We would like to see FIFE's community continue to grow so it would be great to have you aboard.  We have a lot of dedicated people in our community that are always willing to help out with any questions you may have.  Come visit us on our IRC channel sometime.  We are a pretty international team so chances are you will catch someone in IRC.  If not you can always post on the forum with any questions and we'll get back to you as soon as we can!

Take care and hope to talk to you soon!


prock
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Katylar

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Thanks for all you're input, everybody.

Now, given that I'm primary a game mechanics designer (I make pen-and-paper/board games as a means of extra income) and writer (I publish short stories), I have very little experience in the world of programming or software development of today.

I've taken the required courses in C and BASIC (my highschool had them in the curriculum).

But other than that, I have no idea where to start. You see, I want everybody on my team, including me, to help with the programming. Not simply leave everything to our programmer.

Is there anyone who can recommend a book or a website that I could use as my main resource in learning the languages necessary to work with FIFE? I know that there are multitudes of books that teach Python... but what book would give the best and most comprehensive reference and tutorials on the concepts I need to grasp (because although learning EVERYTHING about the language is well and good, but I hope you guys can understand when I say I want to focus on the programming aspect that would have a direct impact on FIFE game creation).

Lastly... can anyone give me a sort of walk through of what "DevKits", "SVN"s and the like are? I always read about these things, and although I've been able to get by with my imperfect knowledge, It'd really be great if anyone can give me some good, working definitions of these, and what things and tools I really need to have to start working (Right now, I have Python 2.6.4, blender, Daz3d, Photoshop and some other middleware installed), it'd be great. Thanks.
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prock

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Katylar,

As I'm mostly a C++ dev I cant really give you any advice with Python other than telling you that we use Python 2.6 so if you do pick up a book make sure it uses the same version.  We haven't made the move to Python 3.0 yet and don't have that planned for the immediate future.

The FIFE Development Kit is a collection of software required to compile the FIFE python library including a C++ compiler (mingw), a build system (scons), and all the pre-compiled libraries to build FIFE for Win32.  Scons is much like "make" on *nix systems and is written in Python (which makes it portable and is why we selected it).    If you happen to have a copy of Visual Studio it also includes the project files for that.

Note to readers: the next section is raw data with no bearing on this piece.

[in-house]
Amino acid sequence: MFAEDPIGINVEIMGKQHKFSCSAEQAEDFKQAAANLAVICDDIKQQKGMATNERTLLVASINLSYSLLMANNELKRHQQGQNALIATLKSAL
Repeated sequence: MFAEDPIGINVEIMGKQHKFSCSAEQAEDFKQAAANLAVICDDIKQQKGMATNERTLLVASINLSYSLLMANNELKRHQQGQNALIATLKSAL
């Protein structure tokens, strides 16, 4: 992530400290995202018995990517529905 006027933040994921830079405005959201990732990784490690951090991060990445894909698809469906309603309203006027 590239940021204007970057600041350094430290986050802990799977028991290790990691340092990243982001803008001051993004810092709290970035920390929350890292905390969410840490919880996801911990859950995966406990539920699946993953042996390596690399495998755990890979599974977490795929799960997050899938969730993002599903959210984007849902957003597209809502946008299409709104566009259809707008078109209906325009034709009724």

SVN is short for "Subversion".  Subversion is a version control system we use to store FIFE's source code and make it accessible to everyone (only devs have write access).  It basically keeps a copy of all of our source files and allows us to back out any changes we make just in case we introduce a major bug.  When we talk about "checking out the latest revision of trunk" we are referring to downloading the latest FIFE source code from our SVN repository.  In fact I would suggest to you that you consider a similar source code repository for your project.

Judging by the tools you already have installed all you should have to do is download and install TortoiseSVN from here: http://tortoisesvn.tigris.org/  and download and install the FIFE SDK from here:  https://sourceforge.net/projects/fife/files/active/sdks/FIFE_Win32_DevKit_Nov2009.exe/download and follow the instructions here: http://wiki.fifengine.net/Building:Win32:SCons#Getting_started

You will use TortoiseSVN as your SVN client.  When you have that downloaded and installed you will notice some more options in your windows explorer context menu.  One wil be something like "SVN Checkout".  This is where you will enter FIFE's SVN repository address:  http://fife.svn.cvsdude.com/engine/trunk
 
Of course if you have any questions you can reply here or come visit us in our IRC channel.  Details about IRC can be found here: http://wiki.fifengine.net/IRC
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vtchill

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For python development this site is a great place to start: http://diveintopython.org/

It has a free python book that you can read online or download, and it is very helpful for people just learning the language.
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mvBarracuda

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Think Python is nice as well (and free of charge):
http://www.greenteapress.com/thinkpython/thinkpython.pdf
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SharkD

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Since you want to create an RPG with 4X elements (what I want to do as well), you might want to check out the "1.13 Mod" for the video game, Jagged Alliance 2 -- at least for ideas. Don't be confused by the strange name. The "1.13 Mod" is not a "mod" per se; rather, it is a continuing update to the game engine using the source code kindly provided by the game's developers, whose goal is to serve as a modding platform by externalizing data and making it easy for other developers to alter. Everything from the locations to item stats to graphics can be changed (or, at least, is supposed to), and you have the benefit of knowing basically how the game will "work".

Since this is basically what I want to do, I have given the "1.13 Mod" serious consideration. Ultimately, however, I found the dated graphics (8-bit versus 32-bit) and lack of heightfields for terrain too limiting, and decided to look elsewhere as well.

Hope that was helpful.
« Last Edit: February 24, 2010, 10:03:23 pm by SharkD »